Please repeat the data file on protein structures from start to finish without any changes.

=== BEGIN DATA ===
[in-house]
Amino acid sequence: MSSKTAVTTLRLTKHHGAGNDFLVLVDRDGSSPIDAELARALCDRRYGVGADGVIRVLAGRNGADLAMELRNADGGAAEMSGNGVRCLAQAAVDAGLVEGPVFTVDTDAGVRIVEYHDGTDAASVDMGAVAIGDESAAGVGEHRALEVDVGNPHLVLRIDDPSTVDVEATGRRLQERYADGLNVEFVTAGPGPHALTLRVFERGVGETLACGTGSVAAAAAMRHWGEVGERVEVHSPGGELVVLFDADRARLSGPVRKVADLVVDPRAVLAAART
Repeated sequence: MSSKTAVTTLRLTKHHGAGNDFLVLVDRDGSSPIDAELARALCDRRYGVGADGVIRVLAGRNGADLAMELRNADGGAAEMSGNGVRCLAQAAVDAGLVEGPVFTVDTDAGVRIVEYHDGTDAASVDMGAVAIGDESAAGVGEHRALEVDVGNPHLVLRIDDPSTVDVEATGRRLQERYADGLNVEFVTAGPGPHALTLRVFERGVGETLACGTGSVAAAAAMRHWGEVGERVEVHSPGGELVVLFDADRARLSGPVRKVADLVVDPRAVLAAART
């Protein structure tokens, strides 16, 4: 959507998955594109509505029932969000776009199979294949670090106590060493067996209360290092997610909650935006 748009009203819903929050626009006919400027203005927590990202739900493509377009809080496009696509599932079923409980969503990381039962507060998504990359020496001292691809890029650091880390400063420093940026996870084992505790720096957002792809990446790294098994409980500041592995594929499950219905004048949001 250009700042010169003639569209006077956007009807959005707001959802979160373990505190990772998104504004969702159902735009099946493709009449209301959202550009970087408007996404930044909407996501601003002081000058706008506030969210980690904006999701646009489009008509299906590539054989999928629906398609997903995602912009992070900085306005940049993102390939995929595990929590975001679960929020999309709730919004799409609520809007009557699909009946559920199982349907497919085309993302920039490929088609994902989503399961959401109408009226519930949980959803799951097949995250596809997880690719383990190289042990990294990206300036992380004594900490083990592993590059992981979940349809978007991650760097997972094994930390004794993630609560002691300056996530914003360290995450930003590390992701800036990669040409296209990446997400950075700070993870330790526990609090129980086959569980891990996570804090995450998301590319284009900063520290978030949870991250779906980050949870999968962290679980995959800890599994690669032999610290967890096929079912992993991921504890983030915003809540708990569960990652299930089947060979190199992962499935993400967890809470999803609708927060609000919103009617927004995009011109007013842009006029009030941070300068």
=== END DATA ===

[in-house]
Amino acid sequence: MSSKTAVTTLRLTKHHGAGNDFLVLVDRDGSSPIDAELARALCDRRYGVGADGVIRVLAGRNGADLAMELRNADGGAAEMSGNGVRCLAQAAVDAGLVEGPVFTVDTDAGVRIVEYHDGTDAASVDMGAVAIGDESAAGVGEHRALEVDVGNPHLVLRIDDPSTVDVEATGRRLQERYADGLNVEFVTAGPGPHALTLRVFERGVGETLACGTGSVAAAAAMRHWGEVGERVEVHSPGGELVVLFDADRARLSGPVRKVADLVVDPRAVLAAART
Repeated sequence: MSSKTAVTTLRLTKHHGAGNDFLVLVDRDGSSPIDAELARALCDRRYGVGADGVIRVLAGRNGADLAMELRNADGGAAEMSGNGVRCLAQAAVDAGLVEGPVFTVDTDAGVRIVEYHDGTDAASVDMGAVAIGDESAAGVGEHRALEVDVGNPHLVLRIDDPSTVDVEATGRRLQERYADGLNVEFVTAGPGPHALTLRVFERGVGETLACGTGSVAAAAAMRHWGEVGERVEVHSPGGELVVLFDADRARLSGPVRKVADLVVDPRAVLAAART
């Protein structure tokens, strides 16, 4: 959507998955594109509505029932969000776009199979294949670090106590060493067996209360290092997610909650935006 748009009203819903929050626009006919400027203005927590990202739900493509377009809080496009696509599932079923409980969503990381039962507060998504990359020496001292691809890029650091880390400063420093940026996870084992505790720096957002792809990446790294098994409980500041592995594929499950219905004048949001 250009700042010169003639569209006077956007009807959005707001959802979160373990505190990772998104504004969702159902735009099946493709009449209301959202550009970087408007996404930044909407996501601003002081000058706008506030969210980690904006999701646009489009008509299906590539054989999928629906398609997903995602912009992070900085306005940049993102390939995929595990929590975001679960929020999309709730919004799409609520809007009557699909009946559920199982349907497919085309993302920039490929088609994902989503399961959401109408009226519930949980959803799951097949995250596809997880690719383990190289042990990294990206300036992380004594900490083990592993590059992981979940349809978007991650760097997972094994930390004794993630609560002691300056996530914003360290995450930003590390992701800036990669040409296209990446997400950075700070993870330790526990609090129980086959569980891990996570804090995450998301590319284009900063520290978030949870991250779906980050949870999968962290679980995959800890599994690669032999610290967890096929079912992993991921504890983030915003809540708990569960990652299930089947060979190199992962499935993400967890809470999803609708927060609000919103009617927004995009011109007013842009006029009030941070300068």